Of course, as earthly dads are always tainted with sin, it affects how we view God too. In my experience, my friends who struggle with accepting that “God is good” often have troubled relationships with their fathers too.

Regardless, the message is the same: God is good and He is your perfect Father.

I told my girlfriend Elaine recently that I really miss my dad, as his son and as his friend. I wish I’d gone fishing with him more, asked him about his first love, gone to his home every weekend instead of spending so much time with friends…

But I also see what God gave us in his last days on earth. Such grace. Such love. Such kindness. A restored father-son relationship so beautiful it aches and burns in my heart. What a picture of the Heavenly Father-and-child relationship He is always restoring to wholeness for you and me.

How often have you stopped to really look at your father? What does he care about? What about him makes you smile? This Father’s Day, show us who Dad is through your eyes – we wanna celebrate him with a gift that will touch his heart.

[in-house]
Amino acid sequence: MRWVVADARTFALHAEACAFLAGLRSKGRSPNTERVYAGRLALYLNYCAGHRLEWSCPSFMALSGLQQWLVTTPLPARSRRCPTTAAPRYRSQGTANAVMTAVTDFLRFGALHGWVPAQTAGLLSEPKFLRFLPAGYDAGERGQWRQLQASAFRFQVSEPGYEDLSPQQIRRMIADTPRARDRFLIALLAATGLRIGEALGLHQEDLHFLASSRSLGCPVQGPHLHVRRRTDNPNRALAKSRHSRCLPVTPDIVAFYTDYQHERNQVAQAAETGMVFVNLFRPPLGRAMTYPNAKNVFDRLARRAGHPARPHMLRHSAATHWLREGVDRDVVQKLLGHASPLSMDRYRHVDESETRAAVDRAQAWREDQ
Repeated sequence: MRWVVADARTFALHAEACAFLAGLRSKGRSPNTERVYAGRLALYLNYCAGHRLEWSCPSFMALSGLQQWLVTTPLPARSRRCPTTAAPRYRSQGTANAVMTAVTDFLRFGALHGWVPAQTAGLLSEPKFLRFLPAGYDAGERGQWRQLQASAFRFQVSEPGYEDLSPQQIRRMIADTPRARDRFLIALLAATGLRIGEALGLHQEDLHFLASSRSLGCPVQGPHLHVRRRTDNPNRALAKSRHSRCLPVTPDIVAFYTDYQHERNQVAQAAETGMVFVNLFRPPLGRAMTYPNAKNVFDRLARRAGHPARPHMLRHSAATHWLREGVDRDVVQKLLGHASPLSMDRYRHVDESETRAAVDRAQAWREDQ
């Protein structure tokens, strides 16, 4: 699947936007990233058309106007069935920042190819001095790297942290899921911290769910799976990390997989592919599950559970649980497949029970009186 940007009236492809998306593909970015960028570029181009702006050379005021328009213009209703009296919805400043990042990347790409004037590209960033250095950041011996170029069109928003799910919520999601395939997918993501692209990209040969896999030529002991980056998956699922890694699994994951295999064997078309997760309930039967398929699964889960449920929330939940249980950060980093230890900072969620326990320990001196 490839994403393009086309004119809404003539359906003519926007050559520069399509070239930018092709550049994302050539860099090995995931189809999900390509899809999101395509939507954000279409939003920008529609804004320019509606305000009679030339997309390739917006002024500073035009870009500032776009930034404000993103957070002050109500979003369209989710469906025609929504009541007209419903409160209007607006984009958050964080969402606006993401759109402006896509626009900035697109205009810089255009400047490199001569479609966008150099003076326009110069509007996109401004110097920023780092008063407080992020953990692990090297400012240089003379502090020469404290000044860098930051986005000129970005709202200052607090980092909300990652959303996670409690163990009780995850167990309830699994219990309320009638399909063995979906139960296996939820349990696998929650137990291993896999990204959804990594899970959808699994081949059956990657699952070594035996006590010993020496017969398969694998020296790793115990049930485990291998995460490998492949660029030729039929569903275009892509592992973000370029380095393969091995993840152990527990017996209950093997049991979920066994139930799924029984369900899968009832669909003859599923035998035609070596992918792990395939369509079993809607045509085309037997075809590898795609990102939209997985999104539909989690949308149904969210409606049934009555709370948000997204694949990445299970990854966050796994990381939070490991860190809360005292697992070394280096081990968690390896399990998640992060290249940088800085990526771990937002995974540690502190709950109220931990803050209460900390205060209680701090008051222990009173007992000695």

Join our Father’s Day Giveaway, “I see you, Dad”, and stand to win GrabPay credits and a custom illustration of your dad by us! More details on our Facebook or Instagram pages.

  1. How is your relationship with your father? Ask for God’s restoration and abundance to fill it in the days to come.
  2. Are there unresolved issues between you and your dad? Come before the Lord and ask Him for His thoughts on the matter, and how you can actively do your part in the healing journey. Commit to obeying Him as He leads.
  3. Do you struggle to relate to God as a good and loving Father? What are some past hurts or disappointments that may have caused the rift? Have an honest conversation with Him about this – you can tell Him anything!
  4. What are some ways to deepen your intimacy with your earthly father and your Heavenly Father? Write them down and commit them to God in prayer. Then do something about it!